SAP BusinessObjects on Linux and Unix – part 4

Linux Penguin

Over the past few weeks, I’ve been reviewing different aspects of SAP BusinessObjects Enterprise on Linux.  The writing has been slow, mostly because I’m using my “spare” time to finish the draft of my ASUG Annual Conference presentation that’s due on Monday.

Today’s post provides some tips of what to look at on an unfamiliar installation for the first time.

How can I tell which patches have been applied to my SAP BusinessObjects Enterprise system on Linux?

The <INSTALLDIR>/patch directory contains a text file named patch_list.  It provides a simple list, in order, of the patches that have been applied.  For example, on the systems that I’ve been supporting lately, the patch_list file looks like this:


So the patch_list file is telling me that there’s been an initial installation (IW), that FixPack 2.6 was installed (FP2_6) and hot fix LAFix2_6_11 was also applied.  The <INSTALLDIR>/patch directory will also have subdirectories named after each patch.  These subdirectories contain additional information that may be useful.  In particular, the ProductID.txt file gives some details about the patch.  The ProductID.txt file in the FP2_6 directory looks like this:

Vendor    : Business Objects
Product   : FP2_6
Version   : 11.5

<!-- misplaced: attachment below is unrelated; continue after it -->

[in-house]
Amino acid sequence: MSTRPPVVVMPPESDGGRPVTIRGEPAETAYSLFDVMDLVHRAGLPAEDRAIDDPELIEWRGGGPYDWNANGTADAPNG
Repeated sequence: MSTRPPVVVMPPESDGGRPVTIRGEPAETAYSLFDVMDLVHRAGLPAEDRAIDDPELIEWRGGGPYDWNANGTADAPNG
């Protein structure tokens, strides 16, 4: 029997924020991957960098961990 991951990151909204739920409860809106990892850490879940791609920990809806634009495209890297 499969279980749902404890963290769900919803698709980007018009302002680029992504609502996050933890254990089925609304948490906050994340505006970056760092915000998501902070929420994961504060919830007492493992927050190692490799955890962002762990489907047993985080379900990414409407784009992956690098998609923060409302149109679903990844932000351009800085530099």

Date      : 17 Oct 2007
Platform  : Linux

Hmmm… October 2007. That might lead somebody to wonder if more recent service packs are available. And they just might lay awake at night wondering if their system would perform better if the latest service pack was applied. Service Pack 6 (SP6) for XI Release 2 was released in December 2009 and a Fix Pack 6.1 has already been released in 2010.

How can I tell how the BusinessObjects Enterprise has been customized?

Checking the Servers management area in the CMC will let you know quickly what servers and of which type are running.  However, you’ll want to look in the <INSTALLDIR>/bobje/ccm.config file to confirm if specific TCP/IP ports are used, if tracing has been accidentally left on, etc.  The ccm.config file on Linux corresponds to the Central Configuration Manager application on a Windows installation.  The file can be edited manually, but is generally modified by using the scripts (,, also in the <INSTALLDIR>/bobje directory.

Installing SAP BusinessObjects on Linux

Several blog readers have expressed interest in learning more about installing SAP BusinessObjects Enterprise on Linux. It’s fairly straightforward if you know some basic UNIX commands and the vi editor. But I’ll be doing a new install next week and paying attention for tidbits that are blogworthy and not covered by the standard documentation (which I’ve found to be quite good). Until then…

Dallas Marks

Dallas Marks

I am an analytics and cloud architect, author, and trainer. An AWS certified blogger, SAP Mentor Alumni and co-author of the SAP Press book SAP BusinessObjects Web Intelligence: The Comprehensive Guide, I prefer piano keyboards over computer keyboards when not blogging or tweeting.